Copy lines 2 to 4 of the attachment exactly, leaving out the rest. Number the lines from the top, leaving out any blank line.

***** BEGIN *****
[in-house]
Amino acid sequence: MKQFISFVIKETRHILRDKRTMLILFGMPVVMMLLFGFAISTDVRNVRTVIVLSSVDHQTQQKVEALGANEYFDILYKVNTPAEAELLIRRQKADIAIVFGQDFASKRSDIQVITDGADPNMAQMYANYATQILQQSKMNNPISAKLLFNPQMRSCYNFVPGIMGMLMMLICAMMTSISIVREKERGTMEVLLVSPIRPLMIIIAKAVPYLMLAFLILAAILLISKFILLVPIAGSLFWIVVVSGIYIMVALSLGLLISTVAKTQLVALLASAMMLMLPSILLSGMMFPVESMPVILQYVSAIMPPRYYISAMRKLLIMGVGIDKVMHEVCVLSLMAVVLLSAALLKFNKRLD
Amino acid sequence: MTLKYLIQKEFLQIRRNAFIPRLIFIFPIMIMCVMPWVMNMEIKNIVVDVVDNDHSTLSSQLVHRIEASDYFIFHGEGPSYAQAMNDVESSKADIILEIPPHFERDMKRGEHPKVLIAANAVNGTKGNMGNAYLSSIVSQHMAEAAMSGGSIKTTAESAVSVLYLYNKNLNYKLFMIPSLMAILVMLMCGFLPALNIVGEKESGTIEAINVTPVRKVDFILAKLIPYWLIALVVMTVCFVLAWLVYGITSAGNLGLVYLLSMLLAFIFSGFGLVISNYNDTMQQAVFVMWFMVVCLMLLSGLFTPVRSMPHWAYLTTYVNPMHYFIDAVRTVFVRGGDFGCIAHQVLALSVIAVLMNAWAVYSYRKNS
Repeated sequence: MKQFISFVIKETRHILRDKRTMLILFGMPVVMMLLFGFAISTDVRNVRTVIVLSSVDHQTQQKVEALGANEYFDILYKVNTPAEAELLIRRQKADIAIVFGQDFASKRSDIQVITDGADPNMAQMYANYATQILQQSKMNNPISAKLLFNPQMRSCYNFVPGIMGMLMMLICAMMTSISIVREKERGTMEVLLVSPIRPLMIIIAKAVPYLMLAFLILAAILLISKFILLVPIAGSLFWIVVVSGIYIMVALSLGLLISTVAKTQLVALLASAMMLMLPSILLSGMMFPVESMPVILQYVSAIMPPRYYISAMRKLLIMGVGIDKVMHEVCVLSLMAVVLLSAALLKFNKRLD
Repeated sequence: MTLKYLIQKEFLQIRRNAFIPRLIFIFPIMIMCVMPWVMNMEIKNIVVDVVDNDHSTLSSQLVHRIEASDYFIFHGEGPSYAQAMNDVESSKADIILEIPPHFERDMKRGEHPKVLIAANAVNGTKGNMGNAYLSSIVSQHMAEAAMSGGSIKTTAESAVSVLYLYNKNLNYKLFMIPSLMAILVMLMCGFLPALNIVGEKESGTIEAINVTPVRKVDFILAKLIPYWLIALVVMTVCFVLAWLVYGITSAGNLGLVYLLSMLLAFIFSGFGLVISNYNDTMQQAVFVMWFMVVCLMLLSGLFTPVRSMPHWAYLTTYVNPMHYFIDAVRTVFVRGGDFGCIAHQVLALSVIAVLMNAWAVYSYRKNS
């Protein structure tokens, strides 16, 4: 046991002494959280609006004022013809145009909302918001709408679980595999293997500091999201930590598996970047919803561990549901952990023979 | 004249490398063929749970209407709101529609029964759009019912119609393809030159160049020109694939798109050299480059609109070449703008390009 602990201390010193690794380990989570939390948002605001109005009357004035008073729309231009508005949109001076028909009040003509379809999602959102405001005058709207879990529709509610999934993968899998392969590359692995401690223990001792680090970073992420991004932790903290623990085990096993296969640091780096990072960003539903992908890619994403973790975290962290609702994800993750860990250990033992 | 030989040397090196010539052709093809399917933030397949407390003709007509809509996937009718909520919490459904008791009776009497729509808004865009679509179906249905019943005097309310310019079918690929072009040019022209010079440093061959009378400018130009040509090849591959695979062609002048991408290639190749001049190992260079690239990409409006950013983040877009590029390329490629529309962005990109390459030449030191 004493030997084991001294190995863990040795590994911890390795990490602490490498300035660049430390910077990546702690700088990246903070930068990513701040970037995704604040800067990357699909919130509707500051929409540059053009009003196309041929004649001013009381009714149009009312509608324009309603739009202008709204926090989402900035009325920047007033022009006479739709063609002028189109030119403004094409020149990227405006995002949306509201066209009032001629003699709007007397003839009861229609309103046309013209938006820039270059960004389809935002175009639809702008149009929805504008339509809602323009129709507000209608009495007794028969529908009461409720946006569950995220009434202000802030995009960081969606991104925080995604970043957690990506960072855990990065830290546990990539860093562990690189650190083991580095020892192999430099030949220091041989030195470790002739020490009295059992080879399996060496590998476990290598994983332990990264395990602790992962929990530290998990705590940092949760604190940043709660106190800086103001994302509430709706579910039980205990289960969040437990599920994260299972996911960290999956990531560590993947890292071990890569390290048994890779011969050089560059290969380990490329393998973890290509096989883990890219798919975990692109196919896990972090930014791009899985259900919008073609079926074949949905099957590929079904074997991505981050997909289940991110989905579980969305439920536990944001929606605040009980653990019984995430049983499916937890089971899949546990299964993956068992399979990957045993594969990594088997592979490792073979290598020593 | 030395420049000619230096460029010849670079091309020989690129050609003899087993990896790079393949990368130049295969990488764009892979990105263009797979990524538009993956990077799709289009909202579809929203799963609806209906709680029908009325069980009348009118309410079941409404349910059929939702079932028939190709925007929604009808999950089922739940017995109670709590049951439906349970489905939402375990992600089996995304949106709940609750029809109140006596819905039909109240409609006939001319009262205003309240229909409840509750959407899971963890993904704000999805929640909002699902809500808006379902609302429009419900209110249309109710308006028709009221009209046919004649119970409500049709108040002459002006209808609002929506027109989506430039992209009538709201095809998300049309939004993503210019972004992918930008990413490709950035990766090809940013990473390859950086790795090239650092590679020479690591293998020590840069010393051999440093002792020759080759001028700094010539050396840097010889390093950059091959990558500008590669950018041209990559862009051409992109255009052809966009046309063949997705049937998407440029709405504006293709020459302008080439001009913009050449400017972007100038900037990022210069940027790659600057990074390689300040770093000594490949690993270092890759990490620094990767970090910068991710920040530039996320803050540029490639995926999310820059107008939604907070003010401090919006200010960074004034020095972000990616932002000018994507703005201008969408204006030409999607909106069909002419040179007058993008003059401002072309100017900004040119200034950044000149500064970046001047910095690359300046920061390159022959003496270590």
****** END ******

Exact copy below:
Amino acid sequence: MKQFISFVIKETRHILRDKRTMLILFGMPVVMMLLFGFAISTDVRNVRTVIVLSSVDHQTQQKVEALGANEYFDILYKVNTPAEAELLIRRQKADIAIVFGQDFASKRSDIQVITDGADPNMAQMYANYATQILQQSKMNNPISAKLLFNPQMRSCYNFVPGIMGMLMMLICAMMTSISIVREKERGTMEVLLVSPIRPLMIIIAKAVPYLMLAFLILAAILLISKFILLVPIAGSLFWIVVVSGIYIMVALSLGLLISTVAKTQLVALLASAMMLMLPSILLSGMMFPVESMPVILQYVSAIMPPRYYISAMRKLLIMGVGIDKVMHEVCVLSLMAVVLLSAALLKFNKRLD
Amino acid sequence: MTLKYLIQKEFLQIRRNAFIPRLIFIFPIMIMCVMPWVMNMEIKNIVVDVVDNDHSTLSSQLVHRIEASDYFIFHGEGPSYAQAMNDVESSKADIILEIPPHFERDMKRGEHPKVLIAANAVNGTKGNMGNAYLSSIVSQHMAEAAMSGGSIKTTAESAVSVLYLYNKNLNYKLFMIPSLMAILVMLMCGFLPALNIVGEKESGTIEAINVTPVRKVDFILAKLIPYWLIALVVMTVCFVLAWLVYGITSAGNLGLVYLLSMLLAFIFSGFGLVISNYNDTMQQAVFVMWFMVVCLMLLSGLFTPVRSMPHWAYLTTYVNPMHYFIDAVRTVFVRGGDFGCIAHQVLALSVIAVLMNAWAVYSYRKNS
Repeated sequence: MKQFISFVIKETRHILRDKRTMLILFGMPVVMMLLFGFAISTDVRNVRTVIVLSSVDHQTQQKVEALGANEYFDILYKVNTPAEAELLIRRQKADIAIVFGQDFASKRSDIQVITDGADPNMAQMYANYATQILQQSKMNNPISAKLLFNPQMRSCYNFVPGIMGMLMMLICAMMTSISIVREKERGTMEVLLVSPIRPLMIIIAKAVPYLMLAFLILAAILLISKFILLVPIAGSLFWIVVVSGIYIMVALSLGLLISTVAKTQLVALLASAMMLMLPSILLSGMMFPVESMPVILQYVSAIMPPRYYISAMRKLLIMGVGIDKVMHEVCVLSLMAVVLLSAALLKFNKRLD